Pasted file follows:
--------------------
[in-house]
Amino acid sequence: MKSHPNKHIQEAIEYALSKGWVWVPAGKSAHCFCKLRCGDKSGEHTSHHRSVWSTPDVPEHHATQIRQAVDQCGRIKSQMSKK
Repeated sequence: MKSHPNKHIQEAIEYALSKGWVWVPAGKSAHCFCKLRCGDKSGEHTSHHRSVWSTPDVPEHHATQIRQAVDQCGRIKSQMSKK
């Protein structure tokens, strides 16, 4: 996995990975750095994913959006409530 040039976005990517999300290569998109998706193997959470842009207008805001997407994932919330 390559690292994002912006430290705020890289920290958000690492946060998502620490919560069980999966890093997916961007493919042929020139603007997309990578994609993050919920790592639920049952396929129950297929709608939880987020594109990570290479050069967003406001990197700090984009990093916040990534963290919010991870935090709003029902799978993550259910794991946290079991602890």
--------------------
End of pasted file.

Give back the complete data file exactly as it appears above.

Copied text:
[in-house]
Amino acid sequence: MKSHPNKHIQEAIEYALSKGWVWVPAGKSAHCFCKLRCGDKSGEHTSHHRSVWSTPDVPEHHATQIRQAVDQCGRIKSQMSKK
Repeated sequence: MKSHPNKHIQEAIEYALSKGWVWVPAGKSAHCFCKLRCGDKSGEHTSHHRSVWSTPDVPEHHATQIRQAVDQCGRIKSQMSKK
């Protein structure tokens, strides 16, 4: 996995990975750095994913959006409530 040039976005990517999300290569998109998706193997959470842009207008805001997407994932919330 390559690292994002912006430290705020890289920290958000690492946060998502620490919560069980999966890093997916961007493919042929020139603007997309990578994609993050919920790592639920049952396929129950297929709608939880987020594109990570290479050069967003406001990197700090984009990093916040990534963290919010991870935090709003029902799978993550259910794991946290079991602890």